Eleventh century Chinese naturalist Shen Kuo (沈括) wrote about the concept of deep time-- what we now refer to as geologic time.
The geological or deep time of Earth's past has been organized into various units according to events which took place in each period. Different spans of time on the time scale are usually defined by major geological or paleontological events, such as mass extinctions. For example, the boundary between the Cretaceous period and the Paleogene period is defined by the the demise of the dinosaurs and of many marine species. Each era on the scale is separated from the next by a major event or change. Eras are measured in hundreds of millions of years. An epoch, a subset of an era, is measured in tens of millions of years.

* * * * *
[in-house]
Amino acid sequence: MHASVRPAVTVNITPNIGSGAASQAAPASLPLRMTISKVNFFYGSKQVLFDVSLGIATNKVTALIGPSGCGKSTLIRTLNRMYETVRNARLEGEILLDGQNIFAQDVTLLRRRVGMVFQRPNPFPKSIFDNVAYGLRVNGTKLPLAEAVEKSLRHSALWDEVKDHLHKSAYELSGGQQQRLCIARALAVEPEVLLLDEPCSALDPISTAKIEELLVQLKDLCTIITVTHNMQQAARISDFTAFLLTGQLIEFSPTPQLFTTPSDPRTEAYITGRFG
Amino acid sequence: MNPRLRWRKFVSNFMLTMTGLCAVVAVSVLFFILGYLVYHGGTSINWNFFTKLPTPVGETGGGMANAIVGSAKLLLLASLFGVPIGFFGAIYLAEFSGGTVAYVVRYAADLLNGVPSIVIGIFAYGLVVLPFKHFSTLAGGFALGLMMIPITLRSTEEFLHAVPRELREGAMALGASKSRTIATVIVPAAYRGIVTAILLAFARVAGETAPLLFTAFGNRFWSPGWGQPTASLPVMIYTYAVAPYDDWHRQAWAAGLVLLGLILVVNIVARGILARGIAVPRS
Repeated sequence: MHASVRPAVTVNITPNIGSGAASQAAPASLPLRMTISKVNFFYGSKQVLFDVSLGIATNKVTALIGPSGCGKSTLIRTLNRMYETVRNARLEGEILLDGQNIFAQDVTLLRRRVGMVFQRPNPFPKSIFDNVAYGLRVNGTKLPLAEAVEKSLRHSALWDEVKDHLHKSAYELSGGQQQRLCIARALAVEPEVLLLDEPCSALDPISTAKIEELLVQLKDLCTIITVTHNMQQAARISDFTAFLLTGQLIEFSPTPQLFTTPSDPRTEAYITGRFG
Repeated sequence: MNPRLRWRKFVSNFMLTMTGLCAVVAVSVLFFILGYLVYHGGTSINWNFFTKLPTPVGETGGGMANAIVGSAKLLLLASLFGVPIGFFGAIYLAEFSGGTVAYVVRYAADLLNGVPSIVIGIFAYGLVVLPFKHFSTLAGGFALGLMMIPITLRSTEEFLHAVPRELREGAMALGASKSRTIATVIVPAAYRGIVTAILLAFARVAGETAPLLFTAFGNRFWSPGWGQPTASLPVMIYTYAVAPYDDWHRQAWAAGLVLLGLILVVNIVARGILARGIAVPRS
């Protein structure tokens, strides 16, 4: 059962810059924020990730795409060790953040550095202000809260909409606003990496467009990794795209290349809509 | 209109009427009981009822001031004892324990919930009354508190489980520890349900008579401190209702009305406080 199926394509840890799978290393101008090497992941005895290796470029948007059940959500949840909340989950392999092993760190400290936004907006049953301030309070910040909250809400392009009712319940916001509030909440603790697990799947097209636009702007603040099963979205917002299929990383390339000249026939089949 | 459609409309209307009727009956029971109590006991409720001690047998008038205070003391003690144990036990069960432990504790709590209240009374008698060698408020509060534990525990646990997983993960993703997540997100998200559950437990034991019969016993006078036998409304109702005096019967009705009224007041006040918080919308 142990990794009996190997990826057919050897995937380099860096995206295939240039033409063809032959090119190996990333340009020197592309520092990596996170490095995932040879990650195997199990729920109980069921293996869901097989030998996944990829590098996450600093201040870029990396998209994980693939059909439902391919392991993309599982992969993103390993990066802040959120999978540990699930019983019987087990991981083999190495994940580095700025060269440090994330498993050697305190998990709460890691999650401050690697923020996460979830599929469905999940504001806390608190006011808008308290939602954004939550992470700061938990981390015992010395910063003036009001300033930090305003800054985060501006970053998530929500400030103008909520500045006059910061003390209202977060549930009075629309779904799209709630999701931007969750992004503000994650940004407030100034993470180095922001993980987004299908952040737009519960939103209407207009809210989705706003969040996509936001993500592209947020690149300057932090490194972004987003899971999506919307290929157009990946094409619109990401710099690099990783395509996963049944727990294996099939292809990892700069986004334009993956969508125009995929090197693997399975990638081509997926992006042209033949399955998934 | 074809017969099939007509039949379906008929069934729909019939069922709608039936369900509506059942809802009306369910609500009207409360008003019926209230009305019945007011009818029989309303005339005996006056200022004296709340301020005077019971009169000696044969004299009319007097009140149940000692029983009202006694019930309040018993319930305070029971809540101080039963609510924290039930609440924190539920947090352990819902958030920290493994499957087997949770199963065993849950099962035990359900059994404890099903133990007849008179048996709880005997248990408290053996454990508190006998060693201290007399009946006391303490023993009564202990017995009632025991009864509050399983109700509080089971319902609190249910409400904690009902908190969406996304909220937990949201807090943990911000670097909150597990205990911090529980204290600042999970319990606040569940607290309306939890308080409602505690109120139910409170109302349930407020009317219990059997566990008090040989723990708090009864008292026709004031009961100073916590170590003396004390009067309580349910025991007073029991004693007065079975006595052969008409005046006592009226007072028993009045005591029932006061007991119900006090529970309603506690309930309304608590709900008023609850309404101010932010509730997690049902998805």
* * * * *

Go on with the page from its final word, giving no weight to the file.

The National Academy of Science, in an expert consensus report, recently identified the beginning of a new epoch in deep time. This epoch is one where where human activities will largely determine the evolution of Earth’s climate. The report says, in part, that "because carbon dioxide in the atmosphere is long lived, it can effectively lock the Earth and future generations into a range of impacts, some of which could become very severe. Therefore, emissions reductions choices made today matter in determining impacts experienced not just over the next few decades, but in the coming centuries and millennia."
Are we paying attention yet?
photo: near Grindelwald, Switzerland, copyright Bruce Behnke, 2010